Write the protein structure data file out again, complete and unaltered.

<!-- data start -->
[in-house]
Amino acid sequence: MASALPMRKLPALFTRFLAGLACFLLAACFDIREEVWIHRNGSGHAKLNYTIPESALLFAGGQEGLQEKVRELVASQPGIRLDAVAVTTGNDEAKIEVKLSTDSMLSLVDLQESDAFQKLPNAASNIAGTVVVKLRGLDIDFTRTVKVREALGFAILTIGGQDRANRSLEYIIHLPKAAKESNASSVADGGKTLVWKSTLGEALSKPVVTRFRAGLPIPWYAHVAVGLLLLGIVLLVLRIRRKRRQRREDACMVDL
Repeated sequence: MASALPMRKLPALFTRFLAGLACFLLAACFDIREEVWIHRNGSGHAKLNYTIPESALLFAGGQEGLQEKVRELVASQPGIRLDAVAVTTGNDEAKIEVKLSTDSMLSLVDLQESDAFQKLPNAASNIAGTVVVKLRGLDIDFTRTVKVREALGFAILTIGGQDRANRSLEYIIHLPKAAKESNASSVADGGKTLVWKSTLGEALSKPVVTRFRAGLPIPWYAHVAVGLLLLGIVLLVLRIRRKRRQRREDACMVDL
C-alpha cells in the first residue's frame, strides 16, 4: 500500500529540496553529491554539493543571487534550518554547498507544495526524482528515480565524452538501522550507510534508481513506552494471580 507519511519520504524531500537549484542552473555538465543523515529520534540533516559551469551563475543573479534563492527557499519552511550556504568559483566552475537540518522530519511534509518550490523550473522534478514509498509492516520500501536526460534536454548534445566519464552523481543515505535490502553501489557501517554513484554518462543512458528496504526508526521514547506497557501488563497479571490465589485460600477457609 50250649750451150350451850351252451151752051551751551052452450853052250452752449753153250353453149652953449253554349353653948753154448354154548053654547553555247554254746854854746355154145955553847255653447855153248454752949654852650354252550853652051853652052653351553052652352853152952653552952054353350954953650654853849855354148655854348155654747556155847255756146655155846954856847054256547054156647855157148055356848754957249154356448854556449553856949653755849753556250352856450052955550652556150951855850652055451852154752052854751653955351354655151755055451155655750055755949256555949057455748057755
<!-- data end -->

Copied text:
[in-house]
Amino acid sequence: MASALPMRKLPALFTRFLAGLACFLLAACFDIREEVWIHRNGSGHAKLNYTIPESALLFAGGQEGLQEKVRELVASQPGIRLDAVAVTTGNDEAKIEVKLSTDSMLSLVDLQESDAFQKLPNAASNIAGTVVVKLRGLDIDFTRTVKVREALGFAILTIGGQDRANRSLEYIIHLPKAAKESNASSVADGGKTLVWKSTLGEALSKPVVTRFRAGLPIPWYAHVAVGLLLLGIVLLVLRIRRKRRQRREDACMVDL
Repeated sequence: MASALPMRKLPALFTRFLAGLACFLLAACFDIREEVWIHRNGSGHAKLNYTIPESALLFAGGQEGLQEKVRELVASQPGIRLDAVAVTTGNDEAKIEVKLSTDSMLSLVDLQESDAFQKLPNAASNIAGTVVVKLRGLDIDFTRTVKVREALGFAILTIGGQDRANRSLEYIIHLPKAAKESNASSVADGGKTLVWKSTLGEALSKPVVTRFRAGLPIPWYAHVAVGLLLLGIVLLVLRIRRKRRQRREDACMVDL
C-alpha cells in the first residue's frame, strides 16, 4: 500500500529540496553529491554539493543571487534550518554547498507544495526524482528515480565524452538501522550507510534508481513506552494471580 507519511519520504524531500537549484542552473555538465543523515529520534540533516559551469551563475543573479534563492527557499519552511550556504568559483566552475537540518522530519511534509518550490523550473522534478514509498509492516520500501536526460534536454548534445566519464552523481543515505535490502553501489557501517554513484554518462543512458528496504526508526521514547506497557501488563497479571490465589485460600477457609 50250649750451150350451850351252451151752051551751551052452450853052250452752449753153250353453149652953449253554349353653948753154448354154548053654547553555247554254746854854746355154145955553847255653447855153248454752949654852650354252550853652051853652052653351553052652352853152952653552952054353350954953650654853849855354148655854348155654747556155847255756146655155846954856847054256547054156647855157148055356848754957249154356448854556449553856949653755849753556250352856450052955550652556150951855850652055451852154752052854751653955351354655151755055451155655750055755949256555949057455748057755